Skip to Main Content
It looks like you're using Internet Explorer 11 or older. This website works best with modern browsers such as the latest versions of Chrome, Firefox, Safari, and Edge. If you continue with this browser, you may see unexpected results.
WHAT ARE YOU LOOKING AT?
Ten Questions for Fake News Detection
"Use the questions below to assess the likelihood that a piece of information is fake news. The more red flags you circle, the more skeptical you should be!" (From the website.)
How to Spot Fake News
"Fake news is nothing new. But bogus stories can reach more people more quickly via social media than what good old-fashioned viral emails could accomplish in years past." (From the website.)
False, Misleading, Clickbait-y, and Satirical “News” Sources
This "plain vanilla" website gives tips for the average person on analyzing news sources; details how OpenSource (http://www.opensources.co/), the creators of the site, go about about analyzing websites; then gives a long list of websites clearly labeled "credible," "fake," and so on.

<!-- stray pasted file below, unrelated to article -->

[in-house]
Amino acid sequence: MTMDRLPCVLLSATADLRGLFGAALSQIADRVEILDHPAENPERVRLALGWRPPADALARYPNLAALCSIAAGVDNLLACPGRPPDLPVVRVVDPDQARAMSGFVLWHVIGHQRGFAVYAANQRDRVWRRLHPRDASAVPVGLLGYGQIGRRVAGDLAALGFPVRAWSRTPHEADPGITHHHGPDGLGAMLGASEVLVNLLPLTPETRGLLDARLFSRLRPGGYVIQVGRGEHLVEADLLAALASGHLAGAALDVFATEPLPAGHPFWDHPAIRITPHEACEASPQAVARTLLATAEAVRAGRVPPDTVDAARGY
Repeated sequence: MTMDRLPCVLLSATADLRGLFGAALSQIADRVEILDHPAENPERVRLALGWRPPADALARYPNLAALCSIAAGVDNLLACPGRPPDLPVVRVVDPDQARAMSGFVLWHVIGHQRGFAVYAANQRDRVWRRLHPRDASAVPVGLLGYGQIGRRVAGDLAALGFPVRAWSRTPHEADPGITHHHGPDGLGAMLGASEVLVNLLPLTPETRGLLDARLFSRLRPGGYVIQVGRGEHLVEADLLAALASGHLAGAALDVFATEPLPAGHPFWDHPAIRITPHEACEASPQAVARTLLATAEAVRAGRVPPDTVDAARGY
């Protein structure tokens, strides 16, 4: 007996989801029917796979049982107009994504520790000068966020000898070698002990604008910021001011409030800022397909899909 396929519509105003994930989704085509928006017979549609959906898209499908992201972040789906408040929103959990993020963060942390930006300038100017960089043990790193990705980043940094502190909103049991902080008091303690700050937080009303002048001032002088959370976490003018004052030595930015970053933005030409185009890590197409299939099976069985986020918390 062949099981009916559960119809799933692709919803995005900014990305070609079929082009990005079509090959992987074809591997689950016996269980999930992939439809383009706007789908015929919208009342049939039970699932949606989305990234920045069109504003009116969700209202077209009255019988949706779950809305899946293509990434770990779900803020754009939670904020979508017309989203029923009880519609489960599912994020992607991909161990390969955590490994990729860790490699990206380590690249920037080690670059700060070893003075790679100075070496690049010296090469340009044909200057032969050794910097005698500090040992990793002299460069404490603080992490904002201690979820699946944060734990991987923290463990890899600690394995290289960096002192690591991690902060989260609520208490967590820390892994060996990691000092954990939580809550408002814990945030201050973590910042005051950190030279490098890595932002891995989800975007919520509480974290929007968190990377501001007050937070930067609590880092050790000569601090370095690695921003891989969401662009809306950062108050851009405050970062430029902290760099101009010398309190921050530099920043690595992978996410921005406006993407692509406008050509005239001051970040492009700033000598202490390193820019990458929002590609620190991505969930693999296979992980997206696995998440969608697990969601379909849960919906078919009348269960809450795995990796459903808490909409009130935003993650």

There are more "red flags" that don't fit on this current graphic, but which are currently quite relevant:
1) Elevates the credibility of one credentialed expert who goes against the consensus of their entire credentialed expert peer group, e.g., one doctor vs. pretty much all the other doctors, one scientist against pretty much all the other scientists.
Chances are, if 1 out of 1000 doctors says one thing contrary to the other 999, the 999 didn't just get together in order to trick you.
2) Claims that being taken down for promoting misinformation is "censorship," which therefore, somehow, proves that the thing taken down is actually true.
There is no reason why something getting widely debunked and taken down would enhance the credibility of that thing.